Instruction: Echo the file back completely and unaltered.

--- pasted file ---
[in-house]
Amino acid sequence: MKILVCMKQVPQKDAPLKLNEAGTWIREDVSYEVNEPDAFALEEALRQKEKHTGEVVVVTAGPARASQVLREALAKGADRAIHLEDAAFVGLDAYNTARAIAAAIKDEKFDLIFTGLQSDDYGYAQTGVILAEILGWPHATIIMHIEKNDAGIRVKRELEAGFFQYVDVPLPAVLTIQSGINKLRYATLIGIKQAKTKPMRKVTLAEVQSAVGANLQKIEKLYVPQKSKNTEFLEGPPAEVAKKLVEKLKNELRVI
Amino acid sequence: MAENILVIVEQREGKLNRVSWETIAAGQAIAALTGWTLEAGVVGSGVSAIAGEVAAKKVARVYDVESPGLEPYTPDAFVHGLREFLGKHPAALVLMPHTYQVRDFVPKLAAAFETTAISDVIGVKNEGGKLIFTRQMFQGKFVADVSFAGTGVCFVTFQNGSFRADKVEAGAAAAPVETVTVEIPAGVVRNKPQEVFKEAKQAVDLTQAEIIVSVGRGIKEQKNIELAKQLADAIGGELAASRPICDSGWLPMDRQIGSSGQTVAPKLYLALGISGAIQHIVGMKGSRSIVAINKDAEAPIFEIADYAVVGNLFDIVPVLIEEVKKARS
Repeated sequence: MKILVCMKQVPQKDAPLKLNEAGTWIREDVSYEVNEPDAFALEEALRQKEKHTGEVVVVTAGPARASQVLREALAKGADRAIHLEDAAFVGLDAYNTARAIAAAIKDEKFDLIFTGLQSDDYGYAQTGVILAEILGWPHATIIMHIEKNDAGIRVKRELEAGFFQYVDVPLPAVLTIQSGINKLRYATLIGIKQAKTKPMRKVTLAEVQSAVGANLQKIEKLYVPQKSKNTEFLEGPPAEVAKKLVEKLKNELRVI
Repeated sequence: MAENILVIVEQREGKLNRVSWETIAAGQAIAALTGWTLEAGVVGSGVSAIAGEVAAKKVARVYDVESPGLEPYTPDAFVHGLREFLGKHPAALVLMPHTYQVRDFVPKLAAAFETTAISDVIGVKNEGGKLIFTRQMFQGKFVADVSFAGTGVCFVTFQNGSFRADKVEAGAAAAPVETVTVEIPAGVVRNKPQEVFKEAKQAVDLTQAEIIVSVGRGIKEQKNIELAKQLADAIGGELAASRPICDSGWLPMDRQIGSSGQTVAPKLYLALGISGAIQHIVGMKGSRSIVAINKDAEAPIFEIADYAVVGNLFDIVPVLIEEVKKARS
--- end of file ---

[in-house]
Amino acid sequence: MKILVCMKQVPQKDAPLKLNEAGTWIREDVSYEVNEPDAFALEEALRQKEKHTGEVVVVTAGPARASQVLREALAKGADRAIHLEDAAFVGLDAYNTARAIAAAIKDEKFDLIFTGLQSDDYGYAQTGVILAEILGWPHATIIMHIEKNDAGIRVKRELEAGFFQYVDVPLPAVLTIQSGINKLRYATLIGIKQAKTKPMRKVTLAEVQSAVGANLQKIEKLYVPQKSKNTEFLEGPPAEVAKKLVEKLKNELRVI
Amino acid sequence: MAENILVIVEQREGKLNRVSWETIAAGQAIAALTGWTLEAGVVGSGVSAIAGEVAAKKVARVYDVESPGLEPYTPDAFVHGLREFLGKHPAALVLMPHTYQVRDFVPKLAAAFETTAISDVIGVKNEGGKLIFTRQMFQGKFVADVSFAGTGVCFVTFQNGSFRADKVEAGAAAAPVETVTVEIPAGVVRNKPQEVFKEAKQAVDLTQAEIIVSVGRGIKEQKNIELAKQLADAIGGELAASRPICDSGWLPMDRQIGSSGQTVAPKLYLALGISGAIQHIVGMKGSRSIVAINKDAEAPIFEIADYAVVGNLFDIVPVLIEEVKKARS
Repeated sequence: MKILVCMKQVPQKDAPLKLNEAGTWIREDVSYEVNEPDAFALEEALRQKEKHTGEVVVVTAGPARASQVLREALAKGADRAIHLEDAAFVGLDAYNTARAIAAAIKDEKFDLIFTGLQSDDYGYAQTGVILAEILGWPHATIIMHIEKNDAGIRVKRELEAGFFQYVDVPLPAVLTIQSGINKLRYATLIGIKQAKTKPMRKVTLAEVQSAVGANLQKIEKLYVPQKSKNTEFLEGPPAEVAKKLVEKLKNELRVI
Repeated sequence: MAENILVIVEQREGKLNRVSWETIAAGQAIAALTGWTLEAGVVGSGVSAIAGEVAAKKVARVYDVESPGLEPYTPDAFVHGLREFLGKHPAALVLMPHTYQVRDFVPKLAAAFETTAISDVIGVKNEGGKLIFTRQMFQGKFVADVSFAGTGVCFVTFQNGSFRADKVEAGAAAAPVETVTVEIPAGVVRNKPQEVFKEAKQAVDLTQAEIIVSVGRGIKEQKNIELAKQLADAIGGELAASRPICDSGWLPMDRQIGSSGQTVAPKLYLALGISGAIQHIVGMKGSRSIVAINKDAEAPIFEIADYAVVGNLFDIVPVLIEEVKKARS